Environmental Protection Agency aggression fostered an unlikely contingent seeking federal court relief: The American Iron & Steel Institute and American Wood Council joined Portland Cement Association, Brick Industry Association, National Lime Association and 13 other business or industry groups late last month in a National Association of Manufacturers (NAM) legal effort to stop implementation of the Clean Power Plan. Through it, the EPA seeks sharp reductions in carbon dioxide emissions—32 percent by 2030 against 2005 level baseline—from utilities and energy-intensive operations.
The account here last month of an accident-prone building materials truck driver who commanded the National Labor Relations Board General Counsel’s attention pales against the outcome of a complaint NLRB Administrative Law Judge David Goldman weighed in a mid-September decision.
Last month’s merger forming LafargeHolcim Ltd. expedited transfer of more than $1 billion in cement, concrete and aggregate production and distribution assets in the U.S. and Canada. The Federal Trade Commission justified a decision and order on the sale of those properties per Section 7 of the Clayton Act, a century-old law augmenting the Sherman Act of 1890. It prohibits mergers if “in any line of commerce or in any activity affecting commerce in any section of the country, the effect of such acquisition may be substantially to lessen competition, or to tend to create a monopoly,” FTC notes.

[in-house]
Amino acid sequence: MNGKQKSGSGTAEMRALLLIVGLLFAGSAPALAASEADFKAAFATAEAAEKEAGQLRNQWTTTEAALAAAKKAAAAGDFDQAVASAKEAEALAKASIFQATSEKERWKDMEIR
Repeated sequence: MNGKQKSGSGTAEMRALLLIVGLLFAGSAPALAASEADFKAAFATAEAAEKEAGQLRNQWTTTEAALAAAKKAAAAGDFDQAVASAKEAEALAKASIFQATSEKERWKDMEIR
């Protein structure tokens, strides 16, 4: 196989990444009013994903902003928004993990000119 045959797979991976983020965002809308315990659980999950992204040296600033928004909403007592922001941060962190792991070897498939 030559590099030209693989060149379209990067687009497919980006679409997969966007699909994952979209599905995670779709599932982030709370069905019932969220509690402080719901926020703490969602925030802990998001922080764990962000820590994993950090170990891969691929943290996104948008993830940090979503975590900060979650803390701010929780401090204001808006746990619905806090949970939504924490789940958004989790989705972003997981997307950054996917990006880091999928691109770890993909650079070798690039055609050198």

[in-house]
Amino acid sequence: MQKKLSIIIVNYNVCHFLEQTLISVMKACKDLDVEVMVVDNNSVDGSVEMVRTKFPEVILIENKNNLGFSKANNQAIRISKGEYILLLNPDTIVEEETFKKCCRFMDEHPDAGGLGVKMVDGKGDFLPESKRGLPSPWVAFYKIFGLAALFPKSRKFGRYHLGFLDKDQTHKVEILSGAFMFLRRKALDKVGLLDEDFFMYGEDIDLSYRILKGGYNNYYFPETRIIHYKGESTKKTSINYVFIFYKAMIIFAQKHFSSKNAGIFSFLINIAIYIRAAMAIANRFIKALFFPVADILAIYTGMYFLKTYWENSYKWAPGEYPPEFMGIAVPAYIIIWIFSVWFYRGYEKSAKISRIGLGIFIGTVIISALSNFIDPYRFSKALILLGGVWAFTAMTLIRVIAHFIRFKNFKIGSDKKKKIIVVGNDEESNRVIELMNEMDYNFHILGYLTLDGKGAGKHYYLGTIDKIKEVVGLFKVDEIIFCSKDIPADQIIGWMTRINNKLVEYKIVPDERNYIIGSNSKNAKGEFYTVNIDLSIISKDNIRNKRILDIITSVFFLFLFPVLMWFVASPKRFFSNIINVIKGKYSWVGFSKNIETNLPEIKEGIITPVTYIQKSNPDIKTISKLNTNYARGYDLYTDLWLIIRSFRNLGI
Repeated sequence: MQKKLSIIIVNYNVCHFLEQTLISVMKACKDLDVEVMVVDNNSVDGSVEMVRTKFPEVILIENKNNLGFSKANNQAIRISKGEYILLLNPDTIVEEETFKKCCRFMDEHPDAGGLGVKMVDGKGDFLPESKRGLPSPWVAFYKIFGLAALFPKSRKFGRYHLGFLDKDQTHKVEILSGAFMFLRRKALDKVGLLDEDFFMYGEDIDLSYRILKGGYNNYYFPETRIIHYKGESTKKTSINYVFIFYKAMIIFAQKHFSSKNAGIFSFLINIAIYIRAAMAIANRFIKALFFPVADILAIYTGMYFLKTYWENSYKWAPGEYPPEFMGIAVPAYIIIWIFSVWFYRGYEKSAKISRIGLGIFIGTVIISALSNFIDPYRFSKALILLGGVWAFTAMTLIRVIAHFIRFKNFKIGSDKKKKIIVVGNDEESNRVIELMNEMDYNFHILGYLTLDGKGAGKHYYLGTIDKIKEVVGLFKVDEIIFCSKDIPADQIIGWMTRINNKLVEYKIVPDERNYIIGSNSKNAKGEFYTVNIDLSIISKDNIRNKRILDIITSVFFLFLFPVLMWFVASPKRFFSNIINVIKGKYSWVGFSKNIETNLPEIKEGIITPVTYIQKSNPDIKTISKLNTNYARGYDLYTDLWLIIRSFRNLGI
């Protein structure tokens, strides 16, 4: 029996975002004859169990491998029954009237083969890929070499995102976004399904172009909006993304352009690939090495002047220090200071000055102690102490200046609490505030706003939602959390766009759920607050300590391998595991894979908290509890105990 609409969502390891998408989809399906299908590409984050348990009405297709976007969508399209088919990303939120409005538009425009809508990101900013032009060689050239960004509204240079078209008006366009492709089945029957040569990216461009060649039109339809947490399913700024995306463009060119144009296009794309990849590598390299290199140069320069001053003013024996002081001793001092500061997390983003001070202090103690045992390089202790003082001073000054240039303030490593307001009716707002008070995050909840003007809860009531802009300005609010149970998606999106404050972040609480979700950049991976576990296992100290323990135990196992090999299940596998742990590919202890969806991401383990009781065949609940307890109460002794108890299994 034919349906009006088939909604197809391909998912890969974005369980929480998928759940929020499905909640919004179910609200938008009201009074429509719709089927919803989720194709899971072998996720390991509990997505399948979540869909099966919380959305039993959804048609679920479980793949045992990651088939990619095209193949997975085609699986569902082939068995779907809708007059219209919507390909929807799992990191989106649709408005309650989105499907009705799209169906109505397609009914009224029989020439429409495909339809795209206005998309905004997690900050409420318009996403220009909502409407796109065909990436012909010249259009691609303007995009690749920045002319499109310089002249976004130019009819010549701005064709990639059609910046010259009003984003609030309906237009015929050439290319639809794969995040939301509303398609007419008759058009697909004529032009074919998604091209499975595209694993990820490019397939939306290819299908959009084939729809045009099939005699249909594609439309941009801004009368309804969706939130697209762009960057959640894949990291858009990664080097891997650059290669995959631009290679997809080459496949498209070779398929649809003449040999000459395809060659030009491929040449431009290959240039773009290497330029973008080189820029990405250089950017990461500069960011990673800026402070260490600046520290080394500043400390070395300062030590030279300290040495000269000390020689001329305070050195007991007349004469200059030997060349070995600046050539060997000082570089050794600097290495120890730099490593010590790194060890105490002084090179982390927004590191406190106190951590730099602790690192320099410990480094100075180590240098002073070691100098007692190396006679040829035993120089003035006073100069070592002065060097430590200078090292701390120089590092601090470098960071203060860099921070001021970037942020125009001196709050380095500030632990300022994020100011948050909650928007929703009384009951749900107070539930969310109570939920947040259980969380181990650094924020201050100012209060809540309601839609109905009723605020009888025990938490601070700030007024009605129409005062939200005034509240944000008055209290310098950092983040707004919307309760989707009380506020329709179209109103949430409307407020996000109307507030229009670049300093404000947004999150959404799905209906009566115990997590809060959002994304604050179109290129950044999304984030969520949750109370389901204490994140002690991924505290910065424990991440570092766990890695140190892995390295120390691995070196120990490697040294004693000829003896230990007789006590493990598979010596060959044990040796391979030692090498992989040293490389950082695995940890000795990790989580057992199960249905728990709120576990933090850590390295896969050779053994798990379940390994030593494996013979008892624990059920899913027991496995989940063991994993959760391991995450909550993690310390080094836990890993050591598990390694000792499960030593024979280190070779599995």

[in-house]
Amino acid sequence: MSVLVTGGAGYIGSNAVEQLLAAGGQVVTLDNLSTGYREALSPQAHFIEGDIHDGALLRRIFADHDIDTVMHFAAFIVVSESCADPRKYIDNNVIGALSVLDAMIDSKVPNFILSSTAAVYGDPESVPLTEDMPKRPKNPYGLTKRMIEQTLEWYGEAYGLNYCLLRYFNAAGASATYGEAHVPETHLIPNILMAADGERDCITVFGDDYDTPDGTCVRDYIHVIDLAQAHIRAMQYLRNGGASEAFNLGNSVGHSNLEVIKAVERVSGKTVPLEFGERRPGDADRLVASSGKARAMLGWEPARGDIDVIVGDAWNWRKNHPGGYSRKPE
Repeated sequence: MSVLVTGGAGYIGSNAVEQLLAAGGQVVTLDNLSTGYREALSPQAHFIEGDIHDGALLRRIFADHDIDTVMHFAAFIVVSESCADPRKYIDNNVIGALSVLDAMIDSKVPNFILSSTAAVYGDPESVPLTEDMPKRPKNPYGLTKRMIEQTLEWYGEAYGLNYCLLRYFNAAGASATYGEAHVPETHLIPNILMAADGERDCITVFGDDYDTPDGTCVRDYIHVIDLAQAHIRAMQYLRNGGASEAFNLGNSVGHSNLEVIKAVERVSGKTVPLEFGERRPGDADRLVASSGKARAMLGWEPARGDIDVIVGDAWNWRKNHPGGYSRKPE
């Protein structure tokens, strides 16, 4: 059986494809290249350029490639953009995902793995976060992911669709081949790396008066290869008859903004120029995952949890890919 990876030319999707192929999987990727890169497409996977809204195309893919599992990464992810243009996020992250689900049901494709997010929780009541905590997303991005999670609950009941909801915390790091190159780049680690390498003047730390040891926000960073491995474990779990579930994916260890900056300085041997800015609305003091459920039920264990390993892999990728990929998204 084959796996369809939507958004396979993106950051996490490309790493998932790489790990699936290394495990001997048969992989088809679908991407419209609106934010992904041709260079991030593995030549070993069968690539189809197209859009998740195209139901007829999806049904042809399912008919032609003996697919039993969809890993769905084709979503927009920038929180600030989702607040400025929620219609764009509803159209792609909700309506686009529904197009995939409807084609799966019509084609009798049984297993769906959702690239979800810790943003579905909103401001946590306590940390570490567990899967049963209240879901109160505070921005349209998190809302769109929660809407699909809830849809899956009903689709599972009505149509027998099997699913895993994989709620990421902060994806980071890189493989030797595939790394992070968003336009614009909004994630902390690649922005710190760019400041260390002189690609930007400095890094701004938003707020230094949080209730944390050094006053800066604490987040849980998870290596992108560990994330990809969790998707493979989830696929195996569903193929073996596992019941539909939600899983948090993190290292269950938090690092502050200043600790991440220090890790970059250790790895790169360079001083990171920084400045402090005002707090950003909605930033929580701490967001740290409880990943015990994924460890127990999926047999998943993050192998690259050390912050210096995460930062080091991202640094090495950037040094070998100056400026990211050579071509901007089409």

The Environmental Protection Agency will be remembered as a favored tool for President Obama to wield his brand of executive authority, most recently demonstrated in sweeping Clean Power Plan (note page 8) and Waters of the U.S. proposals sure to cost consumers and business what critics estimate will be tens if not hundreds of billions of dollars. Right behind the EPA will be the National Labor Relations Board, which has indulged a union-friendly White House through such measures as a rule mandating workplace display of posters detailing employees’ rights to representation; adoption of representation case procedures enabling “ambush” elections; and, reinterpretation of long-held standards for what constitutes a bargaining unit.
As we compiled our annual Buyers’ Guide Issue, complete with new listings and references in admixture, fleet, plant equipment and other categories, one market indicator after another painted construction activity favoring investment in concrete production and delivery. Industry economists and market observers view the first half of 2015 positively, and confirm a moderate to upbeat outlook for at least the next three years.